Are you dreaming of getting into an Ivy League college like Yale, Harvard, Princeton, MIT, Stanford, Amherst, Wesleyen, Wellesley, Swarthmore, or Haverford? The college application process can be overwhelming, especially with all the changes that have been happening in recent years. But don’t worry, we’ve got you covered.

First, let’s talk about the importance of SAT and ACT scores. With the rise of test-optional admissions, many students believe that these scores don’t matter anymore. However, recent data from highly selective schools shows that submitting SAT scores can increase your chances of acceptance by up to 2.3 times. Michael Bloomberg also emphasized the importance of these metrics in helping us benchmark where our students are and where we need to be to compete globally.

The video discusses how to get into Ivy League colleges and other highly selective schools. The speaker talks about the importance of SAT scores and recommends submitting them as they increase your chances of acceptance. She also suggests writing a great essay that demonstrates personal growth and change, getting bullet-pointed recommendations to make it easier for recommenders, and doing all extra supplements to stand out. Additionally, the speaker advises using the net price calculator and FAFSA forecaster to plan for financial aid and identifying factors that make you unique to the school you are applying to.

CREDIT TO:Alyssa the College Expert

So, if you’re looking to get into an Ivy League college, here are six things you should do:

  1. Write a great essay. A key element of a great essay is showcasing how you’ve changed, with a clear before and after. This is an opportunity to show who you are beyond your test scores and grades.
  2. Submit your SAT scores. Despite the rise of test-optional admissions, submitting your SAT scores can increase your chances of acceptance.
  3. Get bulleted recommendations from people who know you. Bulleted recommendations are easier to generate and can lead to better and faster recommendations. Give your recommenders a brag sheet to help them highlight your accomplishments and control the narrative of your recommendation letter.
  4. Use financial aid calculators to determine the net price of colleges and plan for the future. Assume you will accept loans from the federal government and keep your debt under $30,000 in four years to avoid financial strain later on.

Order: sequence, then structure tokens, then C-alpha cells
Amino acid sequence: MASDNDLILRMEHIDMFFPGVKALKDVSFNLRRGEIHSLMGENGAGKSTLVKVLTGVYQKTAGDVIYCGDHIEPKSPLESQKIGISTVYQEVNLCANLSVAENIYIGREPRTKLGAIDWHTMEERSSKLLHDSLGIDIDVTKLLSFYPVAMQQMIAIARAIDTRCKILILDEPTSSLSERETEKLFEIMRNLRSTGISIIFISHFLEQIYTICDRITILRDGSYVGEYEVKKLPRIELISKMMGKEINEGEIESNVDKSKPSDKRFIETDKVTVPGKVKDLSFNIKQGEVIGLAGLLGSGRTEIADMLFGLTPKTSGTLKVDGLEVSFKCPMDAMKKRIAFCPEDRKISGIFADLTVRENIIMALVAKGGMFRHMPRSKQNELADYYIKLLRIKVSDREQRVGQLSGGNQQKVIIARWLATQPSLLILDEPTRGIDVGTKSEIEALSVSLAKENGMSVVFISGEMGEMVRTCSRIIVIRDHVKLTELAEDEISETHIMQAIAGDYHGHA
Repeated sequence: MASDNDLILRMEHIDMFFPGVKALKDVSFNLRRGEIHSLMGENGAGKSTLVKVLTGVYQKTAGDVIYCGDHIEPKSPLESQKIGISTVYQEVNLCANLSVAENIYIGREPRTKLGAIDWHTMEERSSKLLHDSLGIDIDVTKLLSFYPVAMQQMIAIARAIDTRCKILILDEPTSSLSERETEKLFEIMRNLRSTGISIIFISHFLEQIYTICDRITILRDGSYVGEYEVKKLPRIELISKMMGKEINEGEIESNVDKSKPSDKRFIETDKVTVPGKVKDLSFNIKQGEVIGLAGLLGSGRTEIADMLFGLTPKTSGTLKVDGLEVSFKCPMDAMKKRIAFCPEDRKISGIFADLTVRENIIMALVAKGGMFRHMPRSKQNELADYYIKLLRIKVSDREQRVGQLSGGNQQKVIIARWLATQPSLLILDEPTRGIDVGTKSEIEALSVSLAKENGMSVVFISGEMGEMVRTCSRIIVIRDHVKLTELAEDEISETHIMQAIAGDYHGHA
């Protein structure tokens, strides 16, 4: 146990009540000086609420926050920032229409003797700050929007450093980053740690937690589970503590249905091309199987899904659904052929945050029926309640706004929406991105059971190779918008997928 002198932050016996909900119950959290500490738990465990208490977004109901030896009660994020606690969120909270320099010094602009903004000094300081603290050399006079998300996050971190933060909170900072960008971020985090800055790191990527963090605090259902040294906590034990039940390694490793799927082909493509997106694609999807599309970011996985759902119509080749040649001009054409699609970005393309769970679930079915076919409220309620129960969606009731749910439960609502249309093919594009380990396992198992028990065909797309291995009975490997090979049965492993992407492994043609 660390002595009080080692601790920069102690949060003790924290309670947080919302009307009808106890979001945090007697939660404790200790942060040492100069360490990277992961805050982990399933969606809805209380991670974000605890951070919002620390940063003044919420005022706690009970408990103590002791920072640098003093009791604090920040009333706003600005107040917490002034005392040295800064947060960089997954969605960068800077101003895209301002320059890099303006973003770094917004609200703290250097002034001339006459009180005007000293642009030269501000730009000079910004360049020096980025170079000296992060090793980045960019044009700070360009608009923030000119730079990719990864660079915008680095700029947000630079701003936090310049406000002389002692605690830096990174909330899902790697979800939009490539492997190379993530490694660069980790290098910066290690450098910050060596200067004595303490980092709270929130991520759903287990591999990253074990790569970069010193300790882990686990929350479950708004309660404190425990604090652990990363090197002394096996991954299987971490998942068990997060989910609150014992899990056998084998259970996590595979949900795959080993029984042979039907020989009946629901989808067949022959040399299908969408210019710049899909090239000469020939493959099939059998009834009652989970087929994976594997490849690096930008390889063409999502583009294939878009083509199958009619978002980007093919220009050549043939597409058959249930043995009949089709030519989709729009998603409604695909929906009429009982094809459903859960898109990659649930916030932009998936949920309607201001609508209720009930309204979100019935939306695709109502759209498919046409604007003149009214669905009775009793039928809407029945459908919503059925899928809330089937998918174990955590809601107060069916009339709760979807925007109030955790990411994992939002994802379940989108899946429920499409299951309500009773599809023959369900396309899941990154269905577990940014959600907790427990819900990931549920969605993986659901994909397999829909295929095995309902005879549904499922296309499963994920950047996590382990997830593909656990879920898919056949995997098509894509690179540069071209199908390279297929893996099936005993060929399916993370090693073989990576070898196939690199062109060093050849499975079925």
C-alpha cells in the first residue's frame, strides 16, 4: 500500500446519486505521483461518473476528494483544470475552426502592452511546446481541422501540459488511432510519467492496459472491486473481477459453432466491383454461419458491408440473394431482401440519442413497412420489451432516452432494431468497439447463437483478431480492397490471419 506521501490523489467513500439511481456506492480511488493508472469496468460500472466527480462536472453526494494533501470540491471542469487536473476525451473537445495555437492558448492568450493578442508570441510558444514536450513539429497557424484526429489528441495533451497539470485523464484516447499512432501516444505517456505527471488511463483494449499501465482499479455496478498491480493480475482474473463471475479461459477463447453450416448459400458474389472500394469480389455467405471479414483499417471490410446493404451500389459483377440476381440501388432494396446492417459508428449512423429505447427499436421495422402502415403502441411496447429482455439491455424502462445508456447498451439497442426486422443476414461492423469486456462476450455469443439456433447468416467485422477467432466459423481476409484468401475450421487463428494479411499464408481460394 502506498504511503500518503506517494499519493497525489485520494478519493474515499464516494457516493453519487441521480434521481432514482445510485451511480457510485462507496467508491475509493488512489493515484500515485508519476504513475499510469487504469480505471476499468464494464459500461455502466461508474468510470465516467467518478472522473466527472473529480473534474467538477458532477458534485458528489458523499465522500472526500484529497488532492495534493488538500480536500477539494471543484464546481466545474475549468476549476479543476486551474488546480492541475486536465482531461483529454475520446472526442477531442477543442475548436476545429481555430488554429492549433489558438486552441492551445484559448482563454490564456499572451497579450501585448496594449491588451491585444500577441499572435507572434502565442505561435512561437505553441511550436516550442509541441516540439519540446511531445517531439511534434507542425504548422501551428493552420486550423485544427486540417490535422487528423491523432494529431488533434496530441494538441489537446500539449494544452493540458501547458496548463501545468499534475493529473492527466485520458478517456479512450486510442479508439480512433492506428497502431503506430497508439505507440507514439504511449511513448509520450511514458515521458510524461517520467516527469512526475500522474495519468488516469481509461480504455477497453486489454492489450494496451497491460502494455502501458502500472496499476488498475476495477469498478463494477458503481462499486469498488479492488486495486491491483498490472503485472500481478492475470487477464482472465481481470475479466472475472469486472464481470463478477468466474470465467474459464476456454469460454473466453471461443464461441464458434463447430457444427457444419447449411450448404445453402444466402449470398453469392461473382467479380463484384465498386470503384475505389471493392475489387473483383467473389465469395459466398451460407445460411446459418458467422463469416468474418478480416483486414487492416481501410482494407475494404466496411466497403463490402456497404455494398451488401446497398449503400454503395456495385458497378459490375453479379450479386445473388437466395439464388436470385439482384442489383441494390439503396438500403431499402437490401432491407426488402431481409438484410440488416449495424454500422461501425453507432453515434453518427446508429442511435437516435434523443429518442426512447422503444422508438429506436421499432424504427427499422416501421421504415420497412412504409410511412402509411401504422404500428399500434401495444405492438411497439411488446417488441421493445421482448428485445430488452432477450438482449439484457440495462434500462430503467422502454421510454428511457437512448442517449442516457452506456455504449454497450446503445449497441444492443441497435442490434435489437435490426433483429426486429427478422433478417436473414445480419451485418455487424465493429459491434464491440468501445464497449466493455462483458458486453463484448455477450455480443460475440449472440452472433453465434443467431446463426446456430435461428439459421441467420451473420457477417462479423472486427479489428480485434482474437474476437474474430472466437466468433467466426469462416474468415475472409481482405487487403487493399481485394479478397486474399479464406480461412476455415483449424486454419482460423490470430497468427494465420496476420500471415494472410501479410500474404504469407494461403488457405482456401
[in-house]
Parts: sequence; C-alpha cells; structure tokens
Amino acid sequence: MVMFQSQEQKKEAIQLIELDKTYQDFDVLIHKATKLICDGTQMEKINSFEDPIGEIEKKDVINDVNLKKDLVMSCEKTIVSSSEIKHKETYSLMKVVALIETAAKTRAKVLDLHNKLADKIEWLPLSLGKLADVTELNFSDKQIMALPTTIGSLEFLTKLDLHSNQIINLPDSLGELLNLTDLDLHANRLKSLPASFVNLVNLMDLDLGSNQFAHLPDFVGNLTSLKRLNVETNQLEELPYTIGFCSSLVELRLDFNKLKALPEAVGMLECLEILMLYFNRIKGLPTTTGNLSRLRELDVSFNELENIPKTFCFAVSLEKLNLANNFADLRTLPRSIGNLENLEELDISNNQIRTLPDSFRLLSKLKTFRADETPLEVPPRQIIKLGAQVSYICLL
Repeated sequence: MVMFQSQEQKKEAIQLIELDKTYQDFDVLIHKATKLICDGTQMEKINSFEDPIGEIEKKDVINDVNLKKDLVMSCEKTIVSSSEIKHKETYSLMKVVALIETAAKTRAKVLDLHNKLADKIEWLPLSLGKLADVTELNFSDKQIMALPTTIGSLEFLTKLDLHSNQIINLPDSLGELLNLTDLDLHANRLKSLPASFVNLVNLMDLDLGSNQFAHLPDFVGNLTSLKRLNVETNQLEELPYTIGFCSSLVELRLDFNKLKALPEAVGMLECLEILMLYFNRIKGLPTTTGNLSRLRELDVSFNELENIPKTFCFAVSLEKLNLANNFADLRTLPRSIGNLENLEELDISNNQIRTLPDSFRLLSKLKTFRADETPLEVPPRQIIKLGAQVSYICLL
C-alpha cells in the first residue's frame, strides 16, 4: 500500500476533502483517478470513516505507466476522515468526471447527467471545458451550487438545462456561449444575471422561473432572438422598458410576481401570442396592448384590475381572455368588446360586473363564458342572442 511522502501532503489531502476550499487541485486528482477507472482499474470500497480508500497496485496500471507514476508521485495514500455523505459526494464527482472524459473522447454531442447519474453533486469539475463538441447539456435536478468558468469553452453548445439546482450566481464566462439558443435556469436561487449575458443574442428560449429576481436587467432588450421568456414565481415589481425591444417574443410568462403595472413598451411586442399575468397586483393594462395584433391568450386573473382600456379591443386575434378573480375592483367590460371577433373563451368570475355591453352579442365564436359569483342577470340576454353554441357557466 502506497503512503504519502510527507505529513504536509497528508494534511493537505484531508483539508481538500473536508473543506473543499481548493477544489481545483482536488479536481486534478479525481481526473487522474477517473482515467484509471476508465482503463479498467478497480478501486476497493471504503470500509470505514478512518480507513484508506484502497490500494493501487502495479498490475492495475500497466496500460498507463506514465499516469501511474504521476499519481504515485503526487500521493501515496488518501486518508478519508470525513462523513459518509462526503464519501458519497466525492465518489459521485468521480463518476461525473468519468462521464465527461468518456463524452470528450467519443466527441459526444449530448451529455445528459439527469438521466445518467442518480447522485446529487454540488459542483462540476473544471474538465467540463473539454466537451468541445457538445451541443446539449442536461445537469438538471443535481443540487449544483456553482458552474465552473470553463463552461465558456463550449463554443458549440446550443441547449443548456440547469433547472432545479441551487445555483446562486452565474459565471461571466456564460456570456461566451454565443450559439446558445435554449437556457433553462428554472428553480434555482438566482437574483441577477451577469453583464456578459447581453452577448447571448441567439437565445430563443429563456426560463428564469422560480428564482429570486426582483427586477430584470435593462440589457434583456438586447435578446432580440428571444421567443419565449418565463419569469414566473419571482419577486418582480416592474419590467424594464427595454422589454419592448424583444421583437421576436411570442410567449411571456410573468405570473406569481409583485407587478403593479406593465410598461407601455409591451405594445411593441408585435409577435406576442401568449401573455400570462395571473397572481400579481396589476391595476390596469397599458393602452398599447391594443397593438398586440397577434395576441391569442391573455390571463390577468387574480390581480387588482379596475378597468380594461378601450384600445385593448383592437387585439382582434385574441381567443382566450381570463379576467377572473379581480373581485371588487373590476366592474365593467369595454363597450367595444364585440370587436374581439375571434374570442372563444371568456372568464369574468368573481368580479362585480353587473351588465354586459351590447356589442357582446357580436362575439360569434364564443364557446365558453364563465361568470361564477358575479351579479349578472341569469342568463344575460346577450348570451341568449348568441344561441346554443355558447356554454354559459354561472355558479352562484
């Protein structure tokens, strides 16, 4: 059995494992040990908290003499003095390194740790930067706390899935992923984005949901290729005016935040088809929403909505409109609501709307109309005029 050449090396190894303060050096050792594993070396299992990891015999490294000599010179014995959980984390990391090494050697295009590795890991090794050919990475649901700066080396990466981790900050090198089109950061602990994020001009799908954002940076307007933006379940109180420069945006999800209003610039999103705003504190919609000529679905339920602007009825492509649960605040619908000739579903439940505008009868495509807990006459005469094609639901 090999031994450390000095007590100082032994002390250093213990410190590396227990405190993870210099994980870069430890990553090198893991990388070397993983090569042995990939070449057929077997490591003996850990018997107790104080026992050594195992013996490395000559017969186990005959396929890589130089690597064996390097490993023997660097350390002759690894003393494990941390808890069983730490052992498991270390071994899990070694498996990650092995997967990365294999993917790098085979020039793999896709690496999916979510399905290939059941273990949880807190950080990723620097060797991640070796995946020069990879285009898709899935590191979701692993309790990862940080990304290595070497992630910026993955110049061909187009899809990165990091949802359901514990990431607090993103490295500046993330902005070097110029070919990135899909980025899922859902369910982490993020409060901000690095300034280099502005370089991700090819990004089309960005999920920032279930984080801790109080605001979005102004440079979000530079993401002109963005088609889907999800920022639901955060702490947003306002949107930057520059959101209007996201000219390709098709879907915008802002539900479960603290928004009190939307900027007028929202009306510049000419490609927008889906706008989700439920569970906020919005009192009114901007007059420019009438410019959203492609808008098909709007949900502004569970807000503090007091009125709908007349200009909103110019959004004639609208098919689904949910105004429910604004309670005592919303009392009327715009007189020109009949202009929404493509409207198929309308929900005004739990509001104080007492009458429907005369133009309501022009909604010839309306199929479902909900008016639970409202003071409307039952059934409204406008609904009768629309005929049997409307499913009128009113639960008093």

5. Complete all extra supplements. While they may be labeled as optional, completing extra supplements can help you stand out and show your multifaceted personality.
  6. Distinguish yourself at the place you’re applying to. Identify what factors make you unique and take advantage of opportunities to showcase them, such as reaching out to professors or participating in on-campus clubs.

In a year where the application process is more random than ever, it’s essential to do everything you can to distinguish yourself and make yourself interesting to admissions departments. Send them anything you can think of, whether it’s a recording of your music or a piece of art you created. The more multifaceted you are, the more likely they are to accept you.

So don’t be overwhelmed by the college application process. Follow these tips to increase your chances of acceptance into an Ivy League college. And remember, SAT and ACT scores still matter, so don’t skip out on submitting them. Good luck!


  • William C Miles

    I earned my MA in US History from the University of California, Santa Barbara. I also hold a BA in East Asian Studies. My educational journey equipped me with deep knowledge in diverse cultural and historical contexts, particularly those shaping higher education trends. Presently, I work as a freelance writer and consultant specializing in online colleges across the USA. Over the past eight years, I have collaborated with various educational platforms and e-learning organizations. This role involves creating insightful content that helps potential students make informed decisions about their education paths. Throughout my career, I've had the privilege to contribute articles to notable educational websites and online journals. My work is frequently cited for its clarity and helpfulness, aiding students and educators alike. I've taken part in over 50 webinars as a speaker, sharing my expertise on online education dynamics in the United States. My passion goes beyond writing; it's about making a tangible impact through my words and advice. With over 1,000 articles published under my name related to online education, my aim is clear: to provide readers with reliable information that supports their educational pursuits and career objectives. You can find more details about my professional background and contact me on LinkedIn or through my personal website.

    View all posts